Buy water tanks, rainwater harvesting , greywater systems

Aquarista is the leader in Greywater garden irrigation and Rainwater Harvesting systems in South Africa.

Contact Aquarista.

Water failures threaten SA, technology can be solution

Experts warned yesterday that the failure of water management in South Africa would have a devastating effect on the economy, unless business and the government implemented innovative measures to ensure that water quality, quantity and accessibility was preserved.

According to economists, academics and researchers speaking at the South African Water and Energy Forum yesterday, the problem with South Africa’s water can be attributed to pollution such as acid mine drainage from mining companies, invasive plants and eutrophication – a result of a severe increase in chemical nutrients, mostly nitrates and phosphates, in the runoff from fertilised agricultural land.

Dennis Dykes, the chief economist at Nedbank, said South Africa was lucky not to have experienced droughts as these would have aggravated the crisis.

The issues facing water supply in the country were that quantity was low and quality poor, coupled with the fact that many poor South Africans did not have access to safe water.

Anthony Turton, a professor at the Centre for Environmental Management at the University of the Free State, said the country was transitioning from a demand-driven economy to one that was constrained in its supply of energy and water.

“A whole new business plan needs to be invented and that is a major challenge for companies. The second implication is that assurance of supply will increasingly become a constraint as poorly maintained infrastructure breaks down, and existing water supply sources reach their finite limits,” he said.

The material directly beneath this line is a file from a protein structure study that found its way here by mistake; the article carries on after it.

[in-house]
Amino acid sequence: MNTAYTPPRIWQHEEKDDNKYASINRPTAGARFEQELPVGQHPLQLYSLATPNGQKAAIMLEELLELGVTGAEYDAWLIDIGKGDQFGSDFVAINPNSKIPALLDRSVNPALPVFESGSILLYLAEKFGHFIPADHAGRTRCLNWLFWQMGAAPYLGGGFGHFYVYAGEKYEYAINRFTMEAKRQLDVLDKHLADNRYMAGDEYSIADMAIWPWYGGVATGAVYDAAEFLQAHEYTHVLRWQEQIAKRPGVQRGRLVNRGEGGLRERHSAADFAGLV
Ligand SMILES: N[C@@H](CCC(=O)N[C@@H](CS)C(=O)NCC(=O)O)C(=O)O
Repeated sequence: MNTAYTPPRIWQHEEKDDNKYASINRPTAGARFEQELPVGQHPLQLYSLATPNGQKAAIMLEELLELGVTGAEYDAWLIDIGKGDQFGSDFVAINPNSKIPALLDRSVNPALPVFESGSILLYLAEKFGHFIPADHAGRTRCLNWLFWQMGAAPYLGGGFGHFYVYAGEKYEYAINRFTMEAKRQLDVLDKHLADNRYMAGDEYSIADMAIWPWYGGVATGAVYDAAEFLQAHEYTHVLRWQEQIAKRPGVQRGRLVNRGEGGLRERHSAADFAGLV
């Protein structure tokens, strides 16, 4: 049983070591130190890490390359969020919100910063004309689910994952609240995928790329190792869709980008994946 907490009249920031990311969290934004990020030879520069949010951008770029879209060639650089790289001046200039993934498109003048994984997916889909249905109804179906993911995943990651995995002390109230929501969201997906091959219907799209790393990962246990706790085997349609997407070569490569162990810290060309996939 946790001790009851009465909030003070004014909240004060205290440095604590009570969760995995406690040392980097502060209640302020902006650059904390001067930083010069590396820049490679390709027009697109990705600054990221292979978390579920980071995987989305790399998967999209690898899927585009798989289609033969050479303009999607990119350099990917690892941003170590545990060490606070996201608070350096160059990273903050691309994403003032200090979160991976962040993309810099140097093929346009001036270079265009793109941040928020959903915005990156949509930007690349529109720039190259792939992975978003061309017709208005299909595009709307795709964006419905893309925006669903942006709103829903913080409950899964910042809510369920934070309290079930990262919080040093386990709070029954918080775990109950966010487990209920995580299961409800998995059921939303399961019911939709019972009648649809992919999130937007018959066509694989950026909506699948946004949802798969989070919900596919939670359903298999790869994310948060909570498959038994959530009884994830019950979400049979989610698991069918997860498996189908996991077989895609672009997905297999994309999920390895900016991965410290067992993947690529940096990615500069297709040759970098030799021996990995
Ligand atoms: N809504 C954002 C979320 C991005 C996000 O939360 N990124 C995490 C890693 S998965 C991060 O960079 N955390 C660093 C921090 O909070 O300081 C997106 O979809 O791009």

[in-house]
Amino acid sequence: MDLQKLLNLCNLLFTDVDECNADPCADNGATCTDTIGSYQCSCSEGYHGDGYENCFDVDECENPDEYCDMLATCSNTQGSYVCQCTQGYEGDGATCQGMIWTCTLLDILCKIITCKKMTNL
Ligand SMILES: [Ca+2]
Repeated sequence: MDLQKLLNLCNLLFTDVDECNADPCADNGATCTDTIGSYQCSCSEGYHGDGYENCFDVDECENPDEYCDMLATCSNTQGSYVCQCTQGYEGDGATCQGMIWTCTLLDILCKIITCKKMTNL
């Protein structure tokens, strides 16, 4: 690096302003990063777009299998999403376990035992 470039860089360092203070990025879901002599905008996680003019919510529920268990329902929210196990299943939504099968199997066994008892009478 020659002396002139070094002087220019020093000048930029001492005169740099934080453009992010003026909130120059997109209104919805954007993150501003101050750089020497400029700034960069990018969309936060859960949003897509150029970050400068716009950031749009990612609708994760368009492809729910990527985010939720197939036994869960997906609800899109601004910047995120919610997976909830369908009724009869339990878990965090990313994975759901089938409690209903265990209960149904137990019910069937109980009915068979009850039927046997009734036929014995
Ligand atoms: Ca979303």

Michael Spicer, the chief executive of Business Leadership, said South Africa was already a high-cost environment and the looming crisis would kill business and dent the government’s aspirations of creating jobs. The country was also no longer a viable alternative for cheap business, coupled with the decaying infrastructure in Johannesburg.

Mike Muller, a registered professional engineer and former director-general of water affairs and forestry, suggested that the problem was embedded in the water services and the quality of the water in the pipes. He argued that even where there was infrastructure, its management was an impossible task with too many users and not enough supply.

The deputy president of AgriSA, Theo De Jager, said there used to be 120 000 commercial farmers in country 15 years ago but the number had dwindled to 37 000. He warned that once the population reached 60 million, one farmer would be responsible for feeding 1 500 people.

He highlighted that this would put strain on future water supply in a system where farmers used close to 70 percent of water, which was increasingly becoming unusable due to its low quality. – Ayanda Mdluli

Source: IOL

Leave a Reply

You can use these HTML tags

<a href="" title=""> <abbr title=""> <acronym title=""> <b> <blockquote cite=""> <cite> <code> <del datetime=""> <em> <i> <q cite=""> <s> <strike> <strong>